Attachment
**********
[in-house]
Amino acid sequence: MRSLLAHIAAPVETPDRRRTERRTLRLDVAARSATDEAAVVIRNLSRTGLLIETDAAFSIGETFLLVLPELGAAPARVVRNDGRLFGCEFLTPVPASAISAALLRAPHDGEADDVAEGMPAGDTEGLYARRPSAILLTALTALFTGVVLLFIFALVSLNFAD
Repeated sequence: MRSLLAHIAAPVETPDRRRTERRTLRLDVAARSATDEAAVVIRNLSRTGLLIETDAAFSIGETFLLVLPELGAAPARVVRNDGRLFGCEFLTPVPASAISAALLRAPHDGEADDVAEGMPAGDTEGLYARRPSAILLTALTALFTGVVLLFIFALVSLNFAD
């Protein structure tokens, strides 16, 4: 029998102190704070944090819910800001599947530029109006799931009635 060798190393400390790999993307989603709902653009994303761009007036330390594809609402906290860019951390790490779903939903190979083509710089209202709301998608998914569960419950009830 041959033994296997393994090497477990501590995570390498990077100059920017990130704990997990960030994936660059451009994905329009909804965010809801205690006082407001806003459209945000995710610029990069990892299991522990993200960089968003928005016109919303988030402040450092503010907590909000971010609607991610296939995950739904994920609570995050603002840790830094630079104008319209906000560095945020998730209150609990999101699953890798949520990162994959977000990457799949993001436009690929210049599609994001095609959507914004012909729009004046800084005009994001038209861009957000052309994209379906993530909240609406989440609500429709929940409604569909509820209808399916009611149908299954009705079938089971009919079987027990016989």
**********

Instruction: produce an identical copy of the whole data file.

[in-house]
Amino acid sequence: MRSLLAHIAAPVETPDRRRTERRTLRLDVAARSATDEAAVVIRNLSRTGLLIETDAAFSIGETFLLVLPELGAAPARVVRNDGRLFGCEFLTPVPASAISAALLRAPHDGEADDVAEGMPAGDTEGLYARRPSAILLTALTALFTGVVLLFIFALVSLNFAD
Repeated sequence: MRSLLAHIAAPVETPDRRRTERRTLRLDVAARSATDEAAVVIRNLSRTGLLIETDAAFSIGETFLLVLPELGAAPARVVRNDGRLFGCEFLTPVPASAISAALLRAPHDGEADDVAEGMPAGDTEGLYARRPSAILLTALTALFTGVVLLFIFALVSLNFAD
């Protein structure tokens, strides 16, 4: 029998102190704070944090819910800001599947530029109006799931009635 060798190393400390790999993307989603709902653009994303761009007036330390594809609402906290860019951390790490779903939903190979083509710089209202709301998608998914569960419950009830 041959033994296997393994090497477990501590995570390498990077100059920017990130704990997990960030994936660059451009994905329009909804965010809801205690006082407001806003459209945000995710610029990069990892299991522990993200960089968003928005016109919303988030402040450092503010907590909000971010609607991610296939995950739904994920609570995050603002840790830094630079104008319209906000560095945020998730209150609990999101699953890798949520990162994959977000990457799949993001436009690929210049599609994001095609959507914004012909729009004046800084005009994001038209861009957000052309994209379906993530909240609406989440609500429709929940409604569909509820209808399916009611149908299954009705079938089971009919079987027990016989």